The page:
If workers at an Amazon.com facility in Bessemer, Ala., vote to unionize, it would boost the number of workers who have opted to join a union in a state that has membership rates below the U.S. average.
But the vote, the counting of which began March 30, is also being closely watched for other reasons -- among them Amazon's position as the second-largest U.S. employer, and the prospect that a "yes" vote would buck a general trend toward dwindling private-sector union membership rates seen since the '60s.
Unionization has fallen across a range of industries over the past two decades.
Amazon, which has operations in all 50 states, has roughly 950,000 employees in the U.S., none currently unionized. The company is the second-biggest U.S. employer after Walmart Inc., which it is expected to overtake in the next few years.
Amazon says it has created more than 9,000 jobs in Alabama, where it has two delivery stations and five Whole Foods Market supermarkets in addition to its fulfillment and sorting center in Bessemer.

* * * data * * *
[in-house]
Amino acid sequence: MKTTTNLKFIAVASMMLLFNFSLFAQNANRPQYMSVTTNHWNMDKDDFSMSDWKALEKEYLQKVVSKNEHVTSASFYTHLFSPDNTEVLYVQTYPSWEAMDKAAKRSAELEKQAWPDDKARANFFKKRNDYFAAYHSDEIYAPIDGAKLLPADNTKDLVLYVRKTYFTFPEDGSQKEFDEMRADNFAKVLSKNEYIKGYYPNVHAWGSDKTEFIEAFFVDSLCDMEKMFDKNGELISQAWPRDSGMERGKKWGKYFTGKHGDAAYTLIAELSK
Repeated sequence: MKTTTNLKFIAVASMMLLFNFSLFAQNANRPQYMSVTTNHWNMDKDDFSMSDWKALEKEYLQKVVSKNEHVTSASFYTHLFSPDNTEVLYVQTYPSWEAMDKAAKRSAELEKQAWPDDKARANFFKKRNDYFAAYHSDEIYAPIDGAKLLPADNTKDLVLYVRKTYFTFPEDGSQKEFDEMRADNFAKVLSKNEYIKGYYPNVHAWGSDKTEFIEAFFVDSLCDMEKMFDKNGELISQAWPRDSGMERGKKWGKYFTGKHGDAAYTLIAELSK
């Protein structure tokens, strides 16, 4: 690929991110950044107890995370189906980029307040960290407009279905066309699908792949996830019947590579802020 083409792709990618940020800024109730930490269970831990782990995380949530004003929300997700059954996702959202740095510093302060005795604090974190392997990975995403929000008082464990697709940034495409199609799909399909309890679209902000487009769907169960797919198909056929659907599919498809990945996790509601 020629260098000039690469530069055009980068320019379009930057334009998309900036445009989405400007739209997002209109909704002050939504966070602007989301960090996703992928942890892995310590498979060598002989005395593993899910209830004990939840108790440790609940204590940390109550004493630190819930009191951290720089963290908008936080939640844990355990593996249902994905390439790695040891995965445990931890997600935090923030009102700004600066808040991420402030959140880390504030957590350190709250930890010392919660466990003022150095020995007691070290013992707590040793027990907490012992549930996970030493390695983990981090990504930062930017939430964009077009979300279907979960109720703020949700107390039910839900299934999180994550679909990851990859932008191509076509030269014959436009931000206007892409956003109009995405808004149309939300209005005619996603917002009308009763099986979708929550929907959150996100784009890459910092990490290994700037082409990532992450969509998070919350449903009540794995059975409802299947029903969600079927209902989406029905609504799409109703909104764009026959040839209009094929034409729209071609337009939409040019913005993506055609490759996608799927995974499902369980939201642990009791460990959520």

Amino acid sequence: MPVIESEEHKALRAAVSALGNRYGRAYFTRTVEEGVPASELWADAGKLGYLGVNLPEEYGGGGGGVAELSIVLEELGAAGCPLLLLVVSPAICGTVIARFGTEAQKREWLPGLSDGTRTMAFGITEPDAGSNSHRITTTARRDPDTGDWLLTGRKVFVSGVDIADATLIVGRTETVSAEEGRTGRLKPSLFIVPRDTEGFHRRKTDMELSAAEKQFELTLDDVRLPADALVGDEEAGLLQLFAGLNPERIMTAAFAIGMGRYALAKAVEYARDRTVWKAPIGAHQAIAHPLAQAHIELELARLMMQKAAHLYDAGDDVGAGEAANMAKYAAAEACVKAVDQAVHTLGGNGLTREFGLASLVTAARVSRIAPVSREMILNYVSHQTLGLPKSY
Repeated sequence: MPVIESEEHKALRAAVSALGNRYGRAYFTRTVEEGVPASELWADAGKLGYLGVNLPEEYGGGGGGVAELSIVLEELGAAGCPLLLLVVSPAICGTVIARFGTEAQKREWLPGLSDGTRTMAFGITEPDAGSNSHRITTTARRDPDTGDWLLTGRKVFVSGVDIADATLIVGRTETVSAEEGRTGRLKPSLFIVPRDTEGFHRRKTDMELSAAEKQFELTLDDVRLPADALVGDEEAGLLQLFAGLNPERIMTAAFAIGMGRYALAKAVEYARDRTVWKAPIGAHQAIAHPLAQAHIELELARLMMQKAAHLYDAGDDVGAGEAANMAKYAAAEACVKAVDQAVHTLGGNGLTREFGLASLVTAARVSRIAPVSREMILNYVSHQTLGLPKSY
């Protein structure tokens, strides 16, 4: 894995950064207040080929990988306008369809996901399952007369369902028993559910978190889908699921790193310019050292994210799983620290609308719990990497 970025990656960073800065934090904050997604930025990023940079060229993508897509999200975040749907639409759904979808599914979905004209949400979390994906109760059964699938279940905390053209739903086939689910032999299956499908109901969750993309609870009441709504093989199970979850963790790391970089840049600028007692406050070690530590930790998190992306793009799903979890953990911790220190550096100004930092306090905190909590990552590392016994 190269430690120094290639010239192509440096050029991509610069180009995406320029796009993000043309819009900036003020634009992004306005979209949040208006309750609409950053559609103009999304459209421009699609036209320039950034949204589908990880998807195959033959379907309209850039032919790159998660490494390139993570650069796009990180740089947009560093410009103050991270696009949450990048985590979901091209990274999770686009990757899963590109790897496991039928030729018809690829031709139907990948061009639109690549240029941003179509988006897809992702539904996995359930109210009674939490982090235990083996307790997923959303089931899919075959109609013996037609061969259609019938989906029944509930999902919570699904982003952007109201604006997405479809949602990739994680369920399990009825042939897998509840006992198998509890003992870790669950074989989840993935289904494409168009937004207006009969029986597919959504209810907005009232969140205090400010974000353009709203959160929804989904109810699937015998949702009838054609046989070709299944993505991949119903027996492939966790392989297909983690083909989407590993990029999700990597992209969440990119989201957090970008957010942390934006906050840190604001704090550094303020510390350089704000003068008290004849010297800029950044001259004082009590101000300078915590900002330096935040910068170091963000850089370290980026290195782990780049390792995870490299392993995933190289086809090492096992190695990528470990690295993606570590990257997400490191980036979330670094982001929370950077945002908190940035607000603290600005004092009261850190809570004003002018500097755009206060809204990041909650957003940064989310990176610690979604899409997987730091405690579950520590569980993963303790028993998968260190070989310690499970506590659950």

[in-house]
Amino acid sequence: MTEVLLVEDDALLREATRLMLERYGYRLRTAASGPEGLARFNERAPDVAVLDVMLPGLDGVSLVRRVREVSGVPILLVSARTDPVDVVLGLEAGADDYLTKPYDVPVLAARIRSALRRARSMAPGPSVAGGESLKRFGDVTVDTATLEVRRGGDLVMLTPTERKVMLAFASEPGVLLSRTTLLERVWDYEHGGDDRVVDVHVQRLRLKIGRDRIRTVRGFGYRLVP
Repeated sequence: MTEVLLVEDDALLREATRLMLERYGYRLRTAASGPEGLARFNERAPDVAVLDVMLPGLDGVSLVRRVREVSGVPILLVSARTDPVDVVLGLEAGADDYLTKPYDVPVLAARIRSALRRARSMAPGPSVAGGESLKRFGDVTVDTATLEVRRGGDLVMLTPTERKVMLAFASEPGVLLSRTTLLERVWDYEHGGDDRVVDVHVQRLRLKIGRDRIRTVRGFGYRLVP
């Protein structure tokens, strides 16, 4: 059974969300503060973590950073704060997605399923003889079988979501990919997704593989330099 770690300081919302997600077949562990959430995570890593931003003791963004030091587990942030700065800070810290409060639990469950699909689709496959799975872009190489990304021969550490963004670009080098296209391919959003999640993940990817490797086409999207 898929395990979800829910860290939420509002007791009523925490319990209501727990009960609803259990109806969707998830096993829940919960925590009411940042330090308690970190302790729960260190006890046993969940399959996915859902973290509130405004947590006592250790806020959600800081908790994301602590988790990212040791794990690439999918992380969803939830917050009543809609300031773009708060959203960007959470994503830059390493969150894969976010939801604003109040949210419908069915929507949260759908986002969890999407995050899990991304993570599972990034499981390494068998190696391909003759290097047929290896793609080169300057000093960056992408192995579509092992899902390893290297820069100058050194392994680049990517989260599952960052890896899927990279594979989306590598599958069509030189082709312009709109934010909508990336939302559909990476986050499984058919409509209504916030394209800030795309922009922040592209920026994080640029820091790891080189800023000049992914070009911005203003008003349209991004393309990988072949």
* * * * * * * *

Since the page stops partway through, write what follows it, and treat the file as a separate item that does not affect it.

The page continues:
Alabama's unionization rate, currently below 10%, is lower than in the U.S. broadly. But the state's trend has followed a similar general downward line in recent decades.
There are 5,805 Amazon workers in Bessemer. If they were all to unionize, they would be represented by the Retail, Wholesale and Department Store Union, which had 18,000 members in the state as of 2020; the new workers would represent an increase of about 32%. Alabama is a right-to-work state, so workers wouldn't be required to join the union.
The union's estimates indicate that most of the workers at the Bessemer site are Black; nationally, about 27% of Amazon's employees are Black. While unionization rates have fallen across racial groups in the U.S. since 2000, Black workers are most likely to be represented by a union, and organizers at the Amazon warehouse have raised themes of racial empowerment during their campaign.
Meanwhile, public support for labor unions in the U.S. has risen in recent years. Last year, it reached its highest point since 2003, according to Gallup data, rising from a low point seen during the 2008-09 financial crisis.